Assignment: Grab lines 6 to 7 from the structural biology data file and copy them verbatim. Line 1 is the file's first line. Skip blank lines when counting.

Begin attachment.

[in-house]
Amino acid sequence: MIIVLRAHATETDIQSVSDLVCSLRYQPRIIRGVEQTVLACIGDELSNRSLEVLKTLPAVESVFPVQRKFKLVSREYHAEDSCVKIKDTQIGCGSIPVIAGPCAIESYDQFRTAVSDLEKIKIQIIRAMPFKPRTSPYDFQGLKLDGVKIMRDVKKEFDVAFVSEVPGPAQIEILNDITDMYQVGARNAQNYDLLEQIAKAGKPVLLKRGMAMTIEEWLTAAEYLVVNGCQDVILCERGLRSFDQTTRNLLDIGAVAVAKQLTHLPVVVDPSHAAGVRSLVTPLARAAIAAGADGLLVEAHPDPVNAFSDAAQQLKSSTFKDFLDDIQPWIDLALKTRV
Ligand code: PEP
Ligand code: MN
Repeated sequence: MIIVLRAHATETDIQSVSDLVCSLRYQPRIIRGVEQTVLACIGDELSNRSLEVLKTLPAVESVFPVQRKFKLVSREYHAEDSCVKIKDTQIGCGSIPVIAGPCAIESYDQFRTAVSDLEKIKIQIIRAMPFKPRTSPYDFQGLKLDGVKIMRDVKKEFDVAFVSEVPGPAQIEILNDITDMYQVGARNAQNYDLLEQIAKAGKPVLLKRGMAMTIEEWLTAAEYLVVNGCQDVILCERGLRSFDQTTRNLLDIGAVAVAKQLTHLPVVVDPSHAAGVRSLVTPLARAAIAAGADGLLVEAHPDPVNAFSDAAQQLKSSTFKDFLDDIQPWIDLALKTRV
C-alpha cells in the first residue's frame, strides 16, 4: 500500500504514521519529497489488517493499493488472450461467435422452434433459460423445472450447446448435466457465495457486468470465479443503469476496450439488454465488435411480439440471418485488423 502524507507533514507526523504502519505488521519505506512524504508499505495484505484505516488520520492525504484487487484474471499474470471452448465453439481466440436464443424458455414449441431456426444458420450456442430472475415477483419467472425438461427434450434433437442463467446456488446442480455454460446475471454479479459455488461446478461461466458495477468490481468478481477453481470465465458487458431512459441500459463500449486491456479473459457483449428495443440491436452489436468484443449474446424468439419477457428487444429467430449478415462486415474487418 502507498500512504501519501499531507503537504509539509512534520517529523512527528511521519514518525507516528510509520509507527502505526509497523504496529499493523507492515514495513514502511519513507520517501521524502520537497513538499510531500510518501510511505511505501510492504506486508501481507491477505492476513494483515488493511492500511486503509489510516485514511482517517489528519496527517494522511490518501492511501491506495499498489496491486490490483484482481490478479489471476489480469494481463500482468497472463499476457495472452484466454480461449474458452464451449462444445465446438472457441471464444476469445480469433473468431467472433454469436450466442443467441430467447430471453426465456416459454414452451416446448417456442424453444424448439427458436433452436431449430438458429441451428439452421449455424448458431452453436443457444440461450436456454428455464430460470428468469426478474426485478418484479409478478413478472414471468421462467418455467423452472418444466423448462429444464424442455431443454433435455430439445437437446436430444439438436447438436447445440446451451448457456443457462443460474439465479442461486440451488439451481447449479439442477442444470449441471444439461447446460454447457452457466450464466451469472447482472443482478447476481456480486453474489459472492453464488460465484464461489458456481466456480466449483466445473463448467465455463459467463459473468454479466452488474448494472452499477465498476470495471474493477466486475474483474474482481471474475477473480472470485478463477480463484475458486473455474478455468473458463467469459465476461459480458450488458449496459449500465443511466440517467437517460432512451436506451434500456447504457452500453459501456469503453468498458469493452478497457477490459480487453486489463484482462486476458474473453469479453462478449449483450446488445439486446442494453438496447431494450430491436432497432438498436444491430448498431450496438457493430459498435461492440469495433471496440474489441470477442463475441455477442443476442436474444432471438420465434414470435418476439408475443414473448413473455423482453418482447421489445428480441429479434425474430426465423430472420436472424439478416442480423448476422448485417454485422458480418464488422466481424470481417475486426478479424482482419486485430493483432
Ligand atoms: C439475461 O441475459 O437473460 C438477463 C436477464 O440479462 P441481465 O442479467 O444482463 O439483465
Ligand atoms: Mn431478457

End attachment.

C-alpha cells in the first residue's frame, strides 16, 4: 500500500504514521519529497489488517493499493488472450461467435422452434433459460423445472450447446448435466457465495457486468470465479443503469476496450439488454465488435411480439440471418485488423 502524507507533514507526523504502519505488521519505506512524504508499505495484505484505516488520520492525504484487487484474471499474470471452448465453439481466440436464443424458455414449441431456426444458420450456442430472475415477483419467472425438461427434450434433437442463467446456488446442480455454460446475471454479479459455488461446478461461466458495477468490481468478481477453481470465465458487458431512459441500459463500449486491456479473459457483449428495443440491436452489436468484443449474446424468439419477457428487444429467430449478415462486415474487418 502507498500512504501519501499531507503537504509539509512534520517529523512527528511521519514518525507516528510509520509507527502505526509497523504496529499493523507492515514495513514502511519513507520517501521524502520537497513538499510531500510518501510511505511505501510492504506486508501481507491477505492476513494483515488493511492500511486503509489510516485514511482517517489528519496527517494522511490518501492511501491506495499498489496491486490490483484482481490478479489471476489480469494481463500482468497472463499476457495472452484466454480461449474458452464451449462444445465446438472457441471464444476469445480469433473468431467472433454469436450466442443467441430467447430471453426465456416459454414452451416446448417456442424453444424448439427458436433452436431449430438458429441451428439452421449455424448458431452453436443457444440461450436456454428455464430460470428468469426478474426485478418484479409478478413478472414471468421462467418455467423452472418444466423448462429444464424442455431443454433435455430439445437437446436430444439438436447438436447445440446451451448457456443457462443460474439465479442461486440451488439451481447449479439442477442444470449441471444439461447446460454447457452457466450464466451469472447482472443482478447476481456480486453474489459472492453464488460465484464461489458456481466456480466449483466445473463448467465455463459467463459473468454479466452488474448494472452499477465498476470495471474493477466486475474483474474482481471474475477473480472470485478463477480463484475458486473455474478455468473458463467469459465476461459480458450488458449496459449500465443511466440517467437517460432512451436506451434500456447504457452500453459501456469503453468498458469493452478497457477490459480487453486489463484482462486476458474473453469479453462478449449483450446488445439486446442494453438496447431494450430491436432497432438498436444491430448498431450496438457493430459498435461492440469495433471496440474489441470477442463475441455477442443476442436474444432471438420465434414470435418476439408475443414473448413473455423482453418482447421489445428480441429479434425474430426465423430472420436472424439478416442480423448476422448485417454485422458480418464488422466481424470481417475486426478479424482482419486485430493483432
Ligand atoms: C439475461 O441475459 O437473460 C438477463 C436477464 O440479462 P441481465 O442479467 O444482463 O439483465